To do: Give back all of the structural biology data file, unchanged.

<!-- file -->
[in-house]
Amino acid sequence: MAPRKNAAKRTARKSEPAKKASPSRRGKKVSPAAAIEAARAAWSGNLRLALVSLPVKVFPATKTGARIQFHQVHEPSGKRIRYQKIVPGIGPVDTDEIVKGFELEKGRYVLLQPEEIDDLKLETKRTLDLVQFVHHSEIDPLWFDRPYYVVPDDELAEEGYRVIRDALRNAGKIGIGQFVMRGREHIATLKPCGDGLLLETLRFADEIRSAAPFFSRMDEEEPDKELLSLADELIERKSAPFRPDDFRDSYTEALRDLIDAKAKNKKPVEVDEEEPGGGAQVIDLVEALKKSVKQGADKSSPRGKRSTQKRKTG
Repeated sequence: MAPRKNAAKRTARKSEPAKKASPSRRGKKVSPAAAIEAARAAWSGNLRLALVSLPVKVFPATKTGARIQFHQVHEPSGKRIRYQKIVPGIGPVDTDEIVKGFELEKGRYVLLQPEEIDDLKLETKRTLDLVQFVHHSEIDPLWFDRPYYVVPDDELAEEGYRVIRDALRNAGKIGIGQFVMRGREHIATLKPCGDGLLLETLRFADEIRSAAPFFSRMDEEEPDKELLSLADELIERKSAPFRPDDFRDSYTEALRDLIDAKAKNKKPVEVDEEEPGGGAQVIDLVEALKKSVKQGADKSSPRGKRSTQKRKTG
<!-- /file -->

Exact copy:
[in-house]
Amino acid sequence: MAPRKNAAKRTARKSEPAKKASPSRRGKKVSPAAAIEAARAAWSGNLRLALVSLPVKVFPATKTGARIQFHQVHEPSGKRIRYQKIVPGIGPVDTDEIVKGFELEKGRYVLLQPEEIDDLKLETKRTLDLVQFVHHSEIDPLWFDRPYYVVPDDELAEEGYRVIRDALRNAGKIGIGQFVMRGREHIATLKPCGDGLLLETLRFADEIRSAAPFFSRMDEEEPDKELLSLADELIERKSAPFRPDDFRDSYTEALRDLIDAKAKNKKPVEVDEEEPGGGAQVIDLVEALKKSVKQGADKSSPRGKRSTQKRKTG
Repeated sequence: MAPRKNAAKRTARKSEPAKKASPSRRGKKVSPAAAIEAARAAWSGNLRLALVSLPVKVFPATKTGARIQFHQVHEPSGKRIRYQKIVPGIGPVDTDEIVKGFELEKGRYVLLQPEEIDDLKLETKRTLDLVQFVHHSEIDPLWFDRPYYVVPDDELAEEGYRVIRDALRNAGKIGIGQFVMRGREHIATLKPCGDGLLLETLRFADEIRSAAPFFSRMDEEEPDKELLSLADELIERKSAPFRPDDFRDSYTEALRDLIDAKAKNKKPVEVDEEEPGGGAQVIDLVEALKKSVKQGADKSSPRGKRSTQKRKTG